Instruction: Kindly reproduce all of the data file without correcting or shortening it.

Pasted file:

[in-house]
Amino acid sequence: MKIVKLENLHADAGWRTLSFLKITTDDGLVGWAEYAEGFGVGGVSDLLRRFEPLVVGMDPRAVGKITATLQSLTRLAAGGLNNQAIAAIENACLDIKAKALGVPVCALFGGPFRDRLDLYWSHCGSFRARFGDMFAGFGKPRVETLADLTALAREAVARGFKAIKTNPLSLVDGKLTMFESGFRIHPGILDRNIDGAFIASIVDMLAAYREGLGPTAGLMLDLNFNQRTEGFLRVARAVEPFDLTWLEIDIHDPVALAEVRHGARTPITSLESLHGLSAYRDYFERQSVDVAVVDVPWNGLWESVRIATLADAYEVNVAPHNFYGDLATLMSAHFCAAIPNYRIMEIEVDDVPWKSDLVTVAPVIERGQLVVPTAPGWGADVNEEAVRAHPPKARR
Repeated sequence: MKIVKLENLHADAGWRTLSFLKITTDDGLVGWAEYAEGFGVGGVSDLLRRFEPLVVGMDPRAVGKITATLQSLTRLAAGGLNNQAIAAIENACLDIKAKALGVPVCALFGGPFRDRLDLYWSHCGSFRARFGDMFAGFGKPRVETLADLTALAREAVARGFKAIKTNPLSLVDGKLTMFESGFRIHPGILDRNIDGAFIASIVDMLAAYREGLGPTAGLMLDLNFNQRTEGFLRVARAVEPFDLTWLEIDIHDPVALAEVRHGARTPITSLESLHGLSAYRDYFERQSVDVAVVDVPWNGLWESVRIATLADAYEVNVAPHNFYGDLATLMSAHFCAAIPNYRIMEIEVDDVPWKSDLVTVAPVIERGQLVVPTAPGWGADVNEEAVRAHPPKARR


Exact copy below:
[in-house]
Amino acid sequence: MKIVKLENLHADAGWRTLSFLKITTDDGLVGWAEYAEGFGVGGVSDLLRRFEPLVVGMDPRAVGKITATLQSLTRLAAGGLNNQAIAAIENACLDIKAKALGVPVCALFGGPFRDRLDLYWSHCGSFRARFGDMFAGFGKPRVETLADLTALAREAVARGFKAIKTNPLSLVDGKLTMFESGFRIHPGILDRNIDGAFIASIVDMLAAYREGLGPTAGLMLDLNFNQRTEGFLRVARAVEPFDLTWLEIDIHDPVALAEVRHGARTPITSLESLHGLSAYRDYFERQSVDVAVVDVPWNGLWESVRIATLADAYEVNVAPHNFYGDLATLMSAHFCAAIPNYRIMEIEVDDVPWKSDLVTVAPVIERGQLVVPTAPGWGADVNEEAVRAHPPKARR
Repeated sequence: MKIVKLENLHADAGWRTLSFLKITTDDGLVGWAEYAEGFGVGGVSDLLRRFEPLVVGMDPRAVGKITATLQSLTRLAAGGLNNQAIAAIENACLDIKAKALGVPVCALFGGPFRDRLDLYWSHCGSFRARFGDMFAGFGKPRVETLADLTALAREAVARGFKAIKTNPLSLVDGKLTMFESGFRIHPGILDRNIDGAFIASIVDMLAAYREGLGPTAGLMLDLNFNQRTEGFLRVARAVEPFDLTWLEIDIHDPVALAEVRHGARTPITSLESLHGLSAYRDYFERQSVDVAVVDVPWNGLWESVRIATLADAYEVNVAPHNFYGDLATLMSAHFCAAIPNYRIMEIEVDDVPWKSDLVTVAPVIERGQLVVPTAPGWGADVNEEAVRAHPPKARR